Prism Book Alliance would like to thank EE Montgomery for taking the time to talk with us today. Don’t forget to check out our review of Ordinary People.. There is also a Giveaway, so don’t miss that.
Title: Ordinary People
Author: EE Montgomery
Publisher: Dreamspinner Press
Cover Artist: Maria Fanning
Ten Authors I Admire:
The trouble here is choosing only ten authors. I read constantly although not as widely as I used to. To pick only ten, I’ll have to have a system. Listed below are authors whose writing has had a specific impact on me personally or as a writer. Not in any particular order:
- Isaac Asimov. I’ve been reading him since I was five and never tire of his imagination and easy-to-read style. I have friends who say his writing is simplistic and lacks emotion. They’re probably right, but I love the simplicity of his writing. Simplicity doesn’t mean badly written or boring. I also don’t read his work for an emotive link, although if you remember the era he grew up in, and the kind of person he was, you’ll quickly find the emotion in his stories. Some of them are quite erotic in their own way. I’m simply blown away by the way he saw possibilities and extensions of reality in a time that was at the very beginning of the information age. His stories fascinate me.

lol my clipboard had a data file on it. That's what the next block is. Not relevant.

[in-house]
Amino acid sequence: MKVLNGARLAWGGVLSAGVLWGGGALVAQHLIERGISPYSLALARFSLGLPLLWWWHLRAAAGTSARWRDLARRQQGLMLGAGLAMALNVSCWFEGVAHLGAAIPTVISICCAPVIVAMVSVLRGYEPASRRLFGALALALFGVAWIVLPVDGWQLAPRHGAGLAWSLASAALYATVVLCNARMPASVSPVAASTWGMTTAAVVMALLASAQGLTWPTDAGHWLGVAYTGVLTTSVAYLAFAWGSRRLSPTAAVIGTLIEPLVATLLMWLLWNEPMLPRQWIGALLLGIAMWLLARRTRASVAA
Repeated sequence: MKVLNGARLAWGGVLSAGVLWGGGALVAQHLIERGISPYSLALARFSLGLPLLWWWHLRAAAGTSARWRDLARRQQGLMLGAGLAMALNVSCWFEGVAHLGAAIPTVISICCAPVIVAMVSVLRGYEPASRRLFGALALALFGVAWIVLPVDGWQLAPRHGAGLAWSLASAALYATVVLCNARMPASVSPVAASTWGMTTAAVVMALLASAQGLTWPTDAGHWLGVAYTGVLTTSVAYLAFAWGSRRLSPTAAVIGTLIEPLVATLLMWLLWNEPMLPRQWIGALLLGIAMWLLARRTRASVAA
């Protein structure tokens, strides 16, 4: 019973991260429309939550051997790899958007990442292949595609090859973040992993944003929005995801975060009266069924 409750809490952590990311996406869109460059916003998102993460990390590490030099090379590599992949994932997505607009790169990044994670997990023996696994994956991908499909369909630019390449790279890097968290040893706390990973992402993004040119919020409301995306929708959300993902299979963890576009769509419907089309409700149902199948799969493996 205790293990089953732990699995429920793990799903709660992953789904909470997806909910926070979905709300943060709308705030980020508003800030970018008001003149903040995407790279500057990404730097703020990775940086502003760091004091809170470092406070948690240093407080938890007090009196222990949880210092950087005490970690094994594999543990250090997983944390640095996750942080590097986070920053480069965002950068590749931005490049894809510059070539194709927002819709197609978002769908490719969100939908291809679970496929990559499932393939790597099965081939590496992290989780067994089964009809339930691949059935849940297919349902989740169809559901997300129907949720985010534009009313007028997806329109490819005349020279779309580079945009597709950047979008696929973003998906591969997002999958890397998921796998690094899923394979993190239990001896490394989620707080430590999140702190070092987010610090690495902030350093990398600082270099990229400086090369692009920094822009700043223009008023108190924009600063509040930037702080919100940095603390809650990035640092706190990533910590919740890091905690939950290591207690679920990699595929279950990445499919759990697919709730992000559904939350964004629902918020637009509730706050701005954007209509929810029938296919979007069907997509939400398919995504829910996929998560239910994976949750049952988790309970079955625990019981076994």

- Raymond E. Feist. This man can get my heart pounding with just a few finely-wrought sentences.
- Suzanne Brockman. I like the way her books have more than one storyline happening at the same time. Often there’re three or more, but only one is completely resolved by the end; the others become the focal storylines of other books, sometimes threading through a few books before that happens.
- Denise Rossetti. A good friend and an amazing writer who doesn’t get the recognition her writing deserves. I’m in awe of her world-building and her prose. She’s thought of everything, from the shapes of clouds to the insects that infest the bedding. Every word she writes serves a purpose. There are so many layers in her worlds and her stories, I’m often still discovering things about the characters and the world four or five readings later.
- E.E. (Doc) Smith. Another childhood favourite. His space operas have been a huge influence on my ideas, although his writing style hasn’t stood the test of time as well as Asimov’s. It was dated even when I was reading them.
- Josh Lanyon. No threads left hanging in his work. His mysteries are easy to read but well-layered so I’m constantly entertained.
- Alan Chin. I had to stop reading Chin’s work for a while. I read The Lonely War and sobbed for days. I still can’t listen to Mozart. Spare and beautiful narration.
- Sylvia Plath. A master wordsmith. She had such a command of words that just a few put down in a row evoke some of the most powerful images and emotions I’ve ever experienced.
- K.A. Mitchell. The first book of hers I read was Collision Course. I still laugh out loud at some of the scenes. The car dancing is precious, and I can’t look at a Yaris without wondering if Seafoam Pearl is really a Toyota colour. I keep reading her stories because I know they’re going to be well written and there’s always going to be something in every book that will make me laugh.
- Franz Kafka. If I want to think of something unusual for a story, something way outside the box, something freaky, or scary, or otherworldly, I pick up Metamorphosis. It gives me chills every time I read it.